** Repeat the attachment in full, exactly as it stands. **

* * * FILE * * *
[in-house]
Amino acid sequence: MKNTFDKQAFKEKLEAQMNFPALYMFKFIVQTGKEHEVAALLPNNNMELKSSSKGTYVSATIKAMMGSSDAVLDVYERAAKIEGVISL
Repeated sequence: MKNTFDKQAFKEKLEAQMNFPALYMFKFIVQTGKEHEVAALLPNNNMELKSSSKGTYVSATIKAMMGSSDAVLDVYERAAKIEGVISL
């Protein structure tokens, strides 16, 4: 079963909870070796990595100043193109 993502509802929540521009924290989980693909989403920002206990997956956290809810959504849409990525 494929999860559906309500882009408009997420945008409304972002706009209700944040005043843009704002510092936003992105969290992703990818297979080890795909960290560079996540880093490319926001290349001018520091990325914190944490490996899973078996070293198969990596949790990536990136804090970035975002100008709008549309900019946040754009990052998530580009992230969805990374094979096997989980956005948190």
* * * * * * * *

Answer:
[in-house]
Amino acid sequence: MKNTFDKQAFKEKLEAQMNFPALYMFKFIVQTGKEHEVAALLPNNNMELKSSSKGTYVSATIKAMMGSSDAVLDVYERAAKIEGVISL
Repeated sequence: MKNTFDKQAFKEKLEAQMNFPALYMFKFIVQTGKEHEVAALLPNNNMELKSSSKGTYVSATIKAMMGSSDAVLDVYERAAKIEGVISL
């Protein structure tokens, strides 16, 4: 079963909870070796990595100043193109 993502509802929540521009924290989980693909989403920002206990997956956290809810959504849409990525 494929999860559906309500882009408009997420945008409304972002706009209700944040005043843009704002510092936003992105969290992703990818297979080890795909960290560079996540880093490319926001290349001018520091990325914190944490490996899973078996070293198969990596949790990536990136804090970035975002100008709008549309900019946040754009990052998530580009992230969805990374094979096997989980956005948190």